Article by Seth Conaway
It’s 3:30 on a Wednesday afternoon, and volunteer Helen Jacobs is stepping onto the playground at ICAN. All around her swarms of children run about playing and laughing and soaking up the sun. A wayward basketball sails by overhead. A girl darts through the crowd to give Jacobs a hug before disappearing once again into the sea of children. Another comes by to explain to Jacobs that she’s inventing a money sorter out of an empty tissue box.
“That is so clever!” Jacobs exclaims, and the child is delighted.
For many of these children, the positive feedback and friendly hugs volunteers like Jacobs provide are more than just bright spots in their day. That’s but one of the reasons ICAN founder Henry Salinas chose to create the free after-school program: to make positive, lasting impacts in their lives by providing safety, learning, self-empowerment and, of course, fun. Jacobs is one of the many volunteers from the Chandler community who have dedicated themselves to carrying out Salinas’ mission, and her background has more than prepared her for it.
Having taught high school Spanish for 34 years in Maryland, Jacobs and her family relocated to Chandler where she continued to teach part time in Tempe before retiring in 2012. After hearing of a back-to-school drive ICAN was sponsoring, she gathered up the extra school supplies she had collected over the years and made a donation. Her choice to volunteer at ICAN soon followed, and before long she had a seat on the Programs Committee as well.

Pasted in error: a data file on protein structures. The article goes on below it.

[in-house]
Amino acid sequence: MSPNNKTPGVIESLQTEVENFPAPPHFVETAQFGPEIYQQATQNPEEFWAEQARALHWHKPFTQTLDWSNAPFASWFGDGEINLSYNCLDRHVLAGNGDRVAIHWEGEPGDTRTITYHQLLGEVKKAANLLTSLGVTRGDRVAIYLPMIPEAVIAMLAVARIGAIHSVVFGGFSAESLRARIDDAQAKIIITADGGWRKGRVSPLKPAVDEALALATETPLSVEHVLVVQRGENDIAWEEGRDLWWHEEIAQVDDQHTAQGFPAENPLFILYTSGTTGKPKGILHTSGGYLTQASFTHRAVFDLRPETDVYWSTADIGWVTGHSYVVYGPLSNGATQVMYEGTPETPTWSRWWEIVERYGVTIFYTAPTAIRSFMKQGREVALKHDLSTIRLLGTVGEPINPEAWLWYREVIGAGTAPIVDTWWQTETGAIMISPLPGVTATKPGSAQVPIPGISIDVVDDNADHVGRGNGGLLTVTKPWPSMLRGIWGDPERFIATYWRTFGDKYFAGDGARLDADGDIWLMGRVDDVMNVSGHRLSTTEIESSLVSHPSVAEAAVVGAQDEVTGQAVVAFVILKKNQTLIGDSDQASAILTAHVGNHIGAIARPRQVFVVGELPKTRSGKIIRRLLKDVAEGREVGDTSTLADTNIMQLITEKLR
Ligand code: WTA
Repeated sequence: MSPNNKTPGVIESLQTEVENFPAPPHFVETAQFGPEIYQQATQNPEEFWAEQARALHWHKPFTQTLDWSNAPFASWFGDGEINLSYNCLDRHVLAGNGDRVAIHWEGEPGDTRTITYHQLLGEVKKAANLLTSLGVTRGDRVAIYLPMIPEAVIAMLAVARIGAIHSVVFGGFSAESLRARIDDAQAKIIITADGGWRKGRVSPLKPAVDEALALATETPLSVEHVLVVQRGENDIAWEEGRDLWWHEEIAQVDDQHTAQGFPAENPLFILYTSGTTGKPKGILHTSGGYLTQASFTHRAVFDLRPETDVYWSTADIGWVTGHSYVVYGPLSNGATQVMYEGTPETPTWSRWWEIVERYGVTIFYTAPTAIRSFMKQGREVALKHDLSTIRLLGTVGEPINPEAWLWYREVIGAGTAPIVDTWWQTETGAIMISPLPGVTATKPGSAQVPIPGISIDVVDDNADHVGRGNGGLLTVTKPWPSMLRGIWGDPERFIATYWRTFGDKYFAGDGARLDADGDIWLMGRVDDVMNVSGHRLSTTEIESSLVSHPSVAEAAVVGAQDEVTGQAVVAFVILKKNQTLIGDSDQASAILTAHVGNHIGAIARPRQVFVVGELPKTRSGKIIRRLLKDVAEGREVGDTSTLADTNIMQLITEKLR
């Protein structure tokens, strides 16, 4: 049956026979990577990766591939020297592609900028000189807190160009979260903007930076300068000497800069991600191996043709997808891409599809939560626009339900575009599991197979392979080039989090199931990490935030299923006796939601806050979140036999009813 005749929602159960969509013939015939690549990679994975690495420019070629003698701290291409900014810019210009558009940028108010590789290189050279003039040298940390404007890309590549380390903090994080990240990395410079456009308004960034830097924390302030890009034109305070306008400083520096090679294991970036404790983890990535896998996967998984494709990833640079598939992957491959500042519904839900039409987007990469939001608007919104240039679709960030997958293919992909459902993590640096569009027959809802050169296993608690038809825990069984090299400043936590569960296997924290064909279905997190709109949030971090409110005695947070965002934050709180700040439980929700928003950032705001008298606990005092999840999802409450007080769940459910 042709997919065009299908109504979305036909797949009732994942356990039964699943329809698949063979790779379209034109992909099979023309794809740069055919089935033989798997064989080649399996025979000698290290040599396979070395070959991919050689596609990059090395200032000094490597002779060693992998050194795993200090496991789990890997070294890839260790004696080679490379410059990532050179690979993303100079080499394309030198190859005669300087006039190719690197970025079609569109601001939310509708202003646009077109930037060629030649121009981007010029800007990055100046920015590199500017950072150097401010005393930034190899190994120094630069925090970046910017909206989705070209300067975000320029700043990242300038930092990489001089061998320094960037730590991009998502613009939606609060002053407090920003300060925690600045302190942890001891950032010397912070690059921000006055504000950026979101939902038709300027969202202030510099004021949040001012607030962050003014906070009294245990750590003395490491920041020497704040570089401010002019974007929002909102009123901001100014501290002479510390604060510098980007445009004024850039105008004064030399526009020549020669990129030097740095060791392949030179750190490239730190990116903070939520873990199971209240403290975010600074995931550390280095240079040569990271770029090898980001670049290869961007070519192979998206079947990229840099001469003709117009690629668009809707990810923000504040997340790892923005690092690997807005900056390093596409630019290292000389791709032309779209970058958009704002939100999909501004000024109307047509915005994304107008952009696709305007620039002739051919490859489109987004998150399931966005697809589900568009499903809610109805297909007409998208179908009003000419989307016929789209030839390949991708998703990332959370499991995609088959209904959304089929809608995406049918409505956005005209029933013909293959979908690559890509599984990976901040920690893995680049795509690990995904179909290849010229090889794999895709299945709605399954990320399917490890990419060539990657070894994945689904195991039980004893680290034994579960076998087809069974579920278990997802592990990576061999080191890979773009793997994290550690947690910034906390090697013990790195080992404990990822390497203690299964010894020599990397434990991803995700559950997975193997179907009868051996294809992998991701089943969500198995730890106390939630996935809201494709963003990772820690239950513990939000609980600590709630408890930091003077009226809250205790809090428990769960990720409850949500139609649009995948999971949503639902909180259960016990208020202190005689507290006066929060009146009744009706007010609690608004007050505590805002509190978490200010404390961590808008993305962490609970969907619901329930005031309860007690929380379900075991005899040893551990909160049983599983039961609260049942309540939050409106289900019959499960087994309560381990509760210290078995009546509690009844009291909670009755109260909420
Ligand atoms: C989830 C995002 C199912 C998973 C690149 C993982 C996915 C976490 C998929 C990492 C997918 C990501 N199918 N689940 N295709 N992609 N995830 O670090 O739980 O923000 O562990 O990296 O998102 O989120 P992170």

“It’s a wonderful organization,” Jacobs explains with a smile, “and it’s right up my alley.”
An educator at heart, it’s clear that Jacobs feels most effective when she’s providing instructional assistance to a discouraged student, either with homework or in ICAN’s computer lab.
“When I help a student work through something and they understand how they got it, it makes me feel good. And hopefully they’ll keep that understanding going,” she says.
It’s important for Jacobs to remind the children and families ICAN serves that the sky is their limit, and that positive influences and a good education are vital for a productive life. ICAN President and CEO Becky Jackson agrees.
“ICAN provides leadership training so that they can grow up to be independent, productive and self-sufficient members of the community and break the cycle of unemployment and poverty,” Jackson explains. “Henry (Salinas) never dreamed that ICAN would become what it is today, impacting the lives of thousands of children, young adults and families each year – which in turn benefits the entire East Valley community.”
Jackson adds that it’s volunteers like Jacobs who make it happen.
“ICAN could not serve the number of children it does if it were not for amazing volunteers like Helen,” Jackson says. “With 250 youth coming to ICAN every day, we need 15-20 volunteers each day to assist the staff. They help check the kids in, help in the classrooms with art projects and activities and are another warm, smiling face of encouragement for the kids to see.”
As the sun blazes overhead, Jacobs and her fellow volunteers bring the played-out children inside for afternoon activities. Her connection with these children is apparent not only in their love for her, but their respect as well. As they file into the computer lab for a game of Whiz Kid Jeopardy, some of the students haven’t left their “outside voices” at the door. With the grand prize being candy, the excitement in the room is only natural. Jacobs keeps cool and calm, setting the tone by demonstrating it. Before long the game is on.
“I like to weave my way through everyone and give as much positive feedback as I can,” Jacobs says. “If I see someone doing some really good work I’ll stop and admire that. Kids need to hear ‘good job’. I always feel good when I leave here because I know that I’ve helped to make someone’s day, or that I’ve at least been a little part of that.”
For more information, visit icanaz.org.